Sikorsky has filed a protest with the GAO Monday after discussions with USAF about its program to replace the UH-1N, ?as seen above preparing to land and drop off 790th Missile Security Forces Squadron Tactical Response Force airmen April 14, 2016, around F.E. W?arren AFB, Wyo. USAF photo by SrA. Brandon Valle.
Sikorsky, a Lockheed Martin company, filed a pre-award protest with the Government Accountability Office on Monday, following discussions with the Air Force over its UH-1N Huey Replacement program.
Sikorsky’s concerns are related in part to intellectual property rights. USAF has in recent years insisted on “owning the technical baseline” on contracts so that it is free to compete future upgrades to the best offeror, and is not permanently required to stick with the original prime contractor. But Sikorsky says the service is “overreaching.”
“The positions taken by the Air force are inconsistent with the [request for proposal] and contrary to law. Those positions would require relinquishment of rights by our suppliers in privately developed software and technical data, even where that data was developed at private expense,” Steve Callaghan, Sikorsky vice president of strategy and business development, told Air Force Magazine via email. “This protest is about fairness and protecting private investment in intellectual property.”
Filing a protest in the middle of source selection is highly unusual. Typically, contractors register objections to the methodology of a competition before it is officially launched or after a winner is selected and the loser is briefed on why its offering was deemed inferior. The company said it exhausted all other options before filing with the GAO, including an agency-level protest and multiple discussions with the Air Force, but felt it had no other choice.
The GAO has until May 23 to make a decision and the Air Force is now prohibited from awarding a contract until the protest is resolved.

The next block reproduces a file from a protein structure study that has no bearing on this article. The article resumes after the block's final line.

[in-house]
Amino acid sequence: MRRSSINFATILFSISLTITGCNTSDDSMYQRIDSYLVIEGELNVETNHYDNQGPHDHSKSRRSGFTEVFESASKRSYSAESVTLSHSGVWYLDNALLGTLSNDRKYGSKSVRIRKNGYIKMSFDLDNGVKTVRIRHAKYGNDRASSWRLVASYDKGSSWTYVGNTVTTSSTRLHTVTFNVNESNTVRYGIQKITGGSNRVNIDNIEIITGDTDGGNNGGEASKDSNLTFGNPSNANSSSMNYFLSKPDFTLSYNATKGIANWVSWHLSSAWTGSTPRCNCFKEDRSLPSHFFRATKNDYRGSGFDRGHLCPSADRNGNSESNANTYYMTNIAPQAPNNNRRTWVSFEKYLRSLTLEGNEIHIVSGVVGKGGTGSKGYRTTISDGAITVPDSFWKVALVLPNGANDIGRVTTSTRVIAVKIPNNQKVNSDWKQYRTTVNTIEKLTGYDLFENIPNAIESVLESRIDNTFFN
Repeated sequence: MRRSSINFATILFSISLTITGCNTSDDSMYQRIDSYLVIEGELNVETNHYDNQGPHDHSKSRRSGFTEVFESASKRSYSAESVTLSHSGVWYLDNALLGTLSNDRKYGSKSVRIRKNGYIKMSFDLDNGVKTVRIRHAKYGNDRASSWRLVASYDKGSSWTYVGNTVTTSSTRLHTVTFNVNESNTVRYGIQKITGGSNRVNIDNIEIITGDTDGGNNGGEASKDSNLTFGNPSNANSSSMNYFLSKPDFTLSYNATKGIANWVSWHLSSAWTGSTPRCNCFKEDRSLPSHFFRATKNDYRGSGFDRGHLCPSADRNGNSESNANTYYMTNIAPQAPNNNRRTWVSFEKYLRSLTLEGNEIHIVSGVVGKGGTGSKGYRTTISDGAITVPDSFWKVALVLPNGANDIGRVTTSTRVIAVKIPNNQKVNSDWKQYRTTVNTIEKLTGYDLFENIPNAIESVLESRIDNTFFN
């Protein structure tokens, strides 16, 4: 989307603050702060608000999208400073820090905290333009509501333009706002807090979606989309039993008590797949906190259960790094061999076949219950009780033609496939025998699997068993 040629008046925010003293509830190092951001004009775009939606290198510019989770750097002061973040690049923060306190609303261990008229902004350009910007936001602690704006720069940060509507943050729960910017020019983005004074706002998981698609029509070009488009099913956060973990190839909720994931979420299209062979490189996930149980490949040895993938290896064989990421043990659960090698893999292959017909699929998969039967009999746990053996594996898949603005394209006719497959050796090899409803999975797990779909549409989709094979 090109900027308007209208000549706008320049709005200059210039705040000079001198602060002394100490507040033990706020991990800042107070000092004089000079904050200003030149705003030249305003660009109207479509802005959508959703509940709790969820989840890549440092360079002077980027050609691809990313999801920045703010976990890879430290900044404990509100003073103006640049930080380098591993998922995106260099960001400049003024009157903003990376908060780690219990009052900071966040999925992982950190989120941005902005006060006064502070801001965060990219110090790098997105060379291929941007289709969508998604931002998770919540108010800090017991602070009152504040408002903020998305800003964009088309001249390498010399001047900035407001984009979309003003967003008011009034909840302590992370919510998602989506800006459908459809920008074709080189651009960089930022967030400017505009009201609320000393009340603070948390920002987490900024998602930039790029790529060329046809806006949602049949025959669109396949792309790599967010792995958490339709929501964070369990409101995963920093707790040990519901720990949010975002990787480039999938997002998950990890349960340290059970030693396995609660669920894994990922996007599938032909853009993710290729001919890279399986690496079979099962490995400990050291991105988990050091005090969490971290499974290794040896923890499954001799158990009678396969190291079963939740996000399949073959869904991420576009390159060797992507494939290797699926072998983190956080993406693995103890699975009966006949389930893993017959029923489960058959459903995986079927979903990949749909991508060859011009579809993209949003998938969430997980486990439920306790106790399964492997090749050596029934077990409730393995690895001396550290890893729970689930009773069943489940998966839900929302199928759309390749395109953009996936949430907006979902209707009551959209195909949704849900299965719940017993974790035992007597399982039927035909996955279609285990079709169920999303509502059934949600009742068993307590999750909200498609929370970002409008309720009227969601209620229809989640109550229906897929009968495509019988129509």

The service’s Fiscal 2019 budget, which was released on Monday, includes $8.88 million to continue a service life extension program for a portion of the UH-1N fleet, which is tasked with guarding the nation’s missile fields. Overall, USAF plans to conduct a SLEP on up to 63 aircraft that will enable the 45-plus-year-old helicopters to continue operating until a replacement can be fielded, according to budget documents. The Air Force requested $12 million in Fiscal 2018 and $21.8 million in Fiscal 2017 for the UH-1N SLEP.
“This contract is critical to our national security. The Air Force is already years late in replacing the Huey fleet. The problems with the current requirements, if not amended, could result in further delays in replacing aircraft operating under waiver today at a volatile and dangerous time in our history,” said Callaghan. “We are seeking a fair RFP that complies with law and regulation that can obtain the Air Force’s true requirement—an off-the-shelf aircraft that meets all of the Air Force’s technical requirements. Specifically we are seeking an RFP that: 1) Removes ambiguity; 2) Defines unbounded requirements before contract award; 3) Fully complies with DFARs with respect to TDP and software requirements.”
The Air Force could not immediately be reached for comment.?